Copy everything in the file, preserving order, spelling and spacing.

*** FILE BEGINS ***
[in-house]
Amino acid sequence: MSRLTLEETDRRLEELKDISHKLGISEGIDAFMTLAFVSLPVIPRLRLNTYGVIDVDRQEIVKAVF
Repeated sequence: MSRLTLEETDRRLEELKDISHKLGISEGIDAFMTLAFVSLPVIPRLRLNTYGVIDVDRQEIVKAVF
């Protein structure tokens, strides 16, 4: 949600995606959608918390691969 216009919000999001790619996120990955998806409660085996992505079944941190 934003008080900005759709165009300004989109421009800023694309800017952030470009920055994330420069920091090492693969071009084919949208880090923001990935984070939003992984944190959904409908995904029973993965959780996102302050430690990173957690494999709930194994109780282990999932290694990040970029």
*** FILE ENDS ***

[in-house]
Amino acid sequence: MSRLTLEETDRRLEELKDISHKLGISEGIDAFMTLAFVSLPVIPRLRLNTYGVIDVDRQEIVKAVF
Repeated sequence: MSRLTLEETDRRLEELKDISHKLGISEGIDAFMTLAFVSLPVIPRLRLNTYGVIDVDRQEIVKAVF
């Protein structure tokens, strides 16, 4: 949600995606959608918390691969 216009919000999001790619996120990955998806409660085996992505079944941190 934003008080900005759709165009300004989109421009800023694309800017952030470009920055994330420069920091090492693969071009084919949208880090923001990935984070939003992984944190959904409908995904029973993965959780996102302050430690990173957690494999709930194994109780282990999932290694990040970029």